A mother has told how she had to carry one of her twins in her womb for six weeks after he died so that she could save the life of her other son.
Laura Pridding, 30, from Wrexham, was told during her pregnancy that her two unborn boys had twin-to-twin transfusion syndrome – with one taking the vital amniotic fluid of the other.
After a consultation, doctors told the mother that surgery at 16 weeks was the best chance of saving them both.
But, five weeks after the operation, Laura was tragically that told one of the children – a boy named Henry – had died.
Despite being heartbroken over the loss of one son, Laura had to emotionally pull through and try her best to ensure that her other boy, George, could survive by aiming to reach full term.
Laura Pridding (pictured with her partner and baby George), 30, from Wrexham, was told her two unborn boys had twin-to-twin transfusion syndrome – with one taking the vital amniotic fluid of the other
The mother said: ‘I remember thinking: “How am I going to walk down the street knowing I’m carrying two babies and I’ve lost one?”
‘It was unbearably cruel and the following weeks were the worst of our lives but I had to keep going to give George the best chance of survival.’
Laura was only 15 weeks pregnant when a scan revealed that her babies had twin-to-twin transfusion syndrome.
The rare condition meant that one of her babies was getting too little blood and amniotic fluid after both were sharing the same placenta.
She said: ‘I knew by the look on the doctor’s face when he looked at the screen something was wrong.’
Laura and partner Ali Davies were told that the twins condition would deteriorate without laser treatment – meaning both could die.
The mother explained: ‘The procedure was to laser all the arteries the boys shared so they would both have their own blood supply.
‘There was a risk I could go into labour or there was a 60 per cent risk their brains could be damaged. But we had to do it even though I was only 16 weeks. Without it, we could lose them both.’
Laura, from Rhosddu, Wrexham, was only 15 weeks pregnant when a scan revealed that her babies had twin-to-twin transfusion syndrome – which meant the twins were sharing a placenta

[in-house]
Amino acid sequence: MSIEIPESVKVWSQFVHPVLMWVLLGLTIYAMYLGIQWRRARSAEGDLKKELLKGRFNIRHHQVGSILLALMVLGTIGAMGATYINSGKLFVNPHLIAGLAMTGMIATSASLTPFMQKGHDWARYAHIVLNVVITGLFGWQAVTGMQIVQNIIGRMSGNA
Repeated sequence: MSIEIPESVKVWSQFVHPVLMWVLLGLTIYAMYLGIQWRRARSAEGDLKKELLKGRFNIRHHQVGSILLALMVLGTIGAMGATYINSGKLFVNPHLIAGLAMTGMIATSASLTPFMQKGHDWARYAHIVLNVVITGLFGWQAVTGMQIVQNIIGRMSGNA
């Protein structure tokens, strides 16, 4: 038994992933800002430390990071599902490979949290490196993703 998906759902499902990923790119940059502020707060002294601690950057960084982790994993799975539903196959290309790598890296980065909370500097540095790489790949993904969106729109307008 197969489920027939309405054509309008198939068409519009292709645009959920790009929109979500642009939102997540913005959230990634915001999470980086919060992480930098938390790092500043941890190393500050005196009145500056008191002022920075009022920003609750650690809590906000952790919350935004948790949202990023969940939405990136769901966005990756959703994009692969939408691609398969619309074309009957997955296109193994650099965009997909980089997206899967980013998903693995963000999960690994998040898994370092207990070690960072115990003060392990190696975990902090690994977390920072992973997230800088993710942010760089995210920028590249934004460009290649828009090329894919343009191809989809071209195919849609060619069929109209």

Laura and partner Ali Davies – who share two other children – were told that the twins’ condition would deteriorate without laser treatment – meaning both could die
Despite the surgery being a success and a scan showing positive results, Laura later began to feel that the boys weren’t as active.
It was at 21 weeks that the mother was heartbreakingly told that twin Henry had died.
She said: ‘The doctor turned to me after looking intently at the screen and I just knew that my worst fears had come true.
‘She told me that one of my babies had no heartbeat. Ali and I just held each other tightly unable to stop our tears.
‘I felt complete despair and overwhelming sadness but I just had to keep going for George.
‘I was terrified the whole time we were going to lose him too.’
George was born at 27 weeks by C-section in January this year, and, two minutes later, brother Henry was ‘born sleeping’.
Little George weighed just 2lb 40z – barely more than a bag of sugar.
Laura said: ‘George was born screaming and was so tiny he could fit in the palm of my hand. Hearing that scream from him gave me a feeling of pure joy. We cried with relief.’
Little George had to undergo a two-hour surgery because he also had ‘amniotic band syndrome’ which meant the sac had fused to his toes. He had to stay in hospital for ten weeks.
After giving birth to 2lb 40z George via C-section, Henry was cremated and Laura (pictured with baby George) put one of the identical teddy bears she’d bought for him and George in his Moses basket
Survivor George had to undergo a two-hour surgery because he also had ‘amniotic band syndrome’ which meant the sac had fused to his toes
Henry was cremated and Laura put one of the identical teddy bears she’d bought for him and George in his Moses basket.
George is now seven months old, healthy and thriving. Laura says: ‘He really is a little warrior.’
She adds: ‘He’s always smiling and is such a happy baby. I feel so grateful but I do think of Henry all the time. We have keepsakes of him in a memory box at home. We adore him but no matter what I will always be a mum of twin boys.’